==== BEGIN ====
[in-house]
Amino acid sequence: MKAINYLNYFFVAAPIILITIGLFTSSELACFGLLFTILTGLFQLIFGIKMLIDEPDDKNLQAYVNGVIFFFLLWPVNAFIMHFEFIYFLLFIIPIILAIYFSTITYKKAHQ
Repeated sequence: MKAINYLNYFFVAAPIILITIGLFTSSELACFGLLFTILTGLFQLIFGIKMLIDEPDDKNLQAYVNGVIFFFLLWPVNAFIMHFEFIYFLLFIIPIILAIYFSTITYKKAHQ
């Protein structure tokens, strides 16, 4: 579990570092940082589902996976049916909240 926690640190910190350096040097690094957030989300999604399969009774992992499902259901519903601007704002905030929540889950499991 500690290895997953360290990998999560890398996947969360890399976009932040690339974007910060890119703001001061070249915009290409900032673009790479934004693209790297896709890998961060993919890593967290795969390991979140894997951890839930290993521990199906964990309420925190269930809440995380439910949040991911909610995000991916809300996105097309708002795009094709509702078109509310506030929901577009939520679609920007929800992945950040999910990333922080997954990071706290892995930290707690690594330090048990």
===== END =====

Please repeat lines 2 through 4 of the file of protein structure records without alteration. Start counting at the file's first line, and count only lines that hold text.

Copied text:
Amino acid sequence: MKAINYLNYFFVAAPIILITIGLFTSSELACFGLLFTILTGLFQLIFGIKMLIDEPDDKNLQAYVNGVIFFFLLWPVNAFIMHFEFIYFLLFIIPIILAIYFSTITYKKAHQ
Repeated sequence: MKAINYLNYFFVAAPIILITIGLFTSSELACFGLLFTILTGLFQLIFGIKMLIDEPDDKNLQAYVNGVIFFFLLWPVNAFIMHFEFIYFLLFIIPIILAIYFSTITYKKAHQ
């Protein structure tokens, strides 16, 4: 579990570092940082589902996976049916909240 926690640190910190350096040097690094957030989300999604399969009774992992499902259901519903601007704002905030929540889950499991 500690290895997953360290990998999560890398996947969360890399976009932040690339974007910060890119703001001061070249915009290409900032673009790479934004693209790297896709890998961060993919890593967290795969390991979140894997951890839930290993521990199906964990309420925190269930809440995380439910949040991911909610995000991916809300996105097309708002795009094709509702078109509310506030929901577009939520679609920007929800992945950040999910990333922080997954990071706290892995930290707690690594330090048990």